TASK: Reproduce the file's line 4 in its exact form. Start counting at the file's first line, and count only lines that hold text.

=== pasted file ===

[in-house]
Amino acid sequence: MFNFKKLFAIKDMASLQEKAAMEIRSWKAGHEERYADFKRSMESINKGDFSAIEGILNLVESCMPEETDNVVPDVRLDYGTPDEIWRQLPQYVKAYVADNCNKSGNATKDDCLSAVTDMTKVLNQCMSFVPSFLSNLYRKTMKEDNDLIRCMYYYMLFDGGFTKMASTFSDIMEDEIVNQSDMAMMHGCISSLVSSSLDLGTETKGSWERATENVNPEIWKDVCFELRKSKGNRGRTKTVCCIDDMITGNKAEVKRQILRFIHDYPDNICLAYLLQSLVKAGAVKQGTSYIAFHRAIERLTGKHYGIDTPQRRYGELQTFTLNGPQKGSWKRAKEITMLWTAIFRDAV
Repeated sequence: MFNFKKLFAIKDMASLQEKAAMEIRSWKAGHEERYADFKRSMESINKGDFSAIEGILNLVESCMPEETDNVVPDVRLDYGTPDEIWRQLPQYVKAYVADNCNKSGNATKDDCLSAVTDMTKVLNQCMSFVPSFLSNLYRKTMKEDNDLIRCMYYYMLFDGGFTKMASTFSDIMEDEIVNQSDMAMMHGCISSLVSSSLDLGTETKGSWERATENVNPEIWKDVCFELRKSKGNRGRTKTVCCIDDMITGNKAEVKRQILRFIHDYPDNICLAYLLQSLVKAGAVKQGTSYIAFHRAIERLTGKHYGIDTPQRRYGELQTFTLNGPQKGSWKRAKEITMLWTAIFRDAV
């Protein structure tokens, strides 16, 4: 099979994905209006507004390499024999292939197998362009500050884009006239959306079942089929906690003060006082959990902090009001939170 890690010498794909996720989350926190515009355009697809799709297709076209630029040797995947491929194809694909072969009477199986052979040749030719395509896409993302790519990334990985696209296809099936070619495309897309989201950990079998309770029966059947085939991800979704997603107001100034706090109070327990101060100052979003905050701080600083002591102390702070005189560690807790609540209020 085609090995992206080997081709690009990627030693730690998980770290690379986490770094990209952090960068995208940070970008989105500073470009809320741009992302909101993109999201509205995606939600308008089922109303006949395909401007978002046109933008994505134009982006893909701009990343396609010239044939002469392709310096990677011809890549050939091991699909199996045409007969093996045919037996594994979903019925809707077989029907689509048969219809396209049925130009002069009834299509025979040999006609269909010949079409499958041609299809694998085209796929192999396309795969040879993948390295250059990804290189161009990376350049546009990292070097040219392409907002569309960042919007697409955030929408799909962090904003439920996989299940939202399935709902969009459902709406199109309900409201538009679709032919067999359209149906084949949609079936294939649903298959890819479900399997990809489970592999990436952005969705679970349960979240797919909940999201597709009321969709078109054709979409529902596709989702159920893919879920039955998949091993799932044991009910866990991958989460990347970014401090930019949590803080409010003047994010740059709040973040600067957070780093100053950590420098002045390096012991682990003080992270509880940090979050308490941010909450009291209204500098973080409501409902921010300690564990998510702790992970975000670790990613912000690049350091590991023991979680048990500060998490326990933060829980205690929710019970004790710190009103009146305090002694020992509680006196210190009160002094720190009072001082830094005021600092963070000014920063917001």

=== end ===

């Protein structure tokens, strides 16, 4: 099979994905209006507004390499024999292939197998362009500050884009006239959306079942089929906690003060006082959990902090009001939170 890690010498794909996720989350926190515009355009697809799709297709076209630029040797995947491929194809694909072969009477199986052979040749030719395509896409993302790519990334990985696209296809099936070619495309897309989201950990079998309770029966059947085939991800979704997603107001100034706090109070327990101060100052979003905050701080600083002591102390702070005189560690807790609540209020 085609090995992206080997081709690009990627030693730690998980770290690379986490770094990209952090960068995208940070970008989105500073470009809320741009992302909101993109999201509205995606939600308008089922109303006949395909401007978002046109933008994505134009982006893909701009990343396609010239044939002469392709310096990677011809890549050939091991699909199996045409007969093996045919037996594994979903019925809707077989029907689509048969219809396209049925130009002069009834299509025979040999006609269909010949079409499958041609299809694998085209796929192999396309795969040879993948390295250059990804290189161009990376350049546009990292070097040219392409907002569309960042919007697409955030929408799909962090904003439920996989299940939202399935709902969009459902709406199109309900409201538009679709032919067999359209149906084949949609079936294939649903298959890819479900399997990809489970592999990436952005969705679970349960979240797919909940999201597709009321969709078109054709979409529902596709989702159920893919879920039955998949091993799932044991009910866990991958989460990347970014401090930019949590803080409010003047994010740059709040973040600067957070780093100053950590420098002045390096012991682990003080992270509880940090979050308490941010909450009291209204500098973080409501409902921010300690564990998510702790992970975000670790990613912000690049350091590991023991979680048990500060998490326990933060829980205690929710019970004790710190009103009146305090002694020992509680006196210190009160002094720190009072001082830094005021600092963070000014920063917001």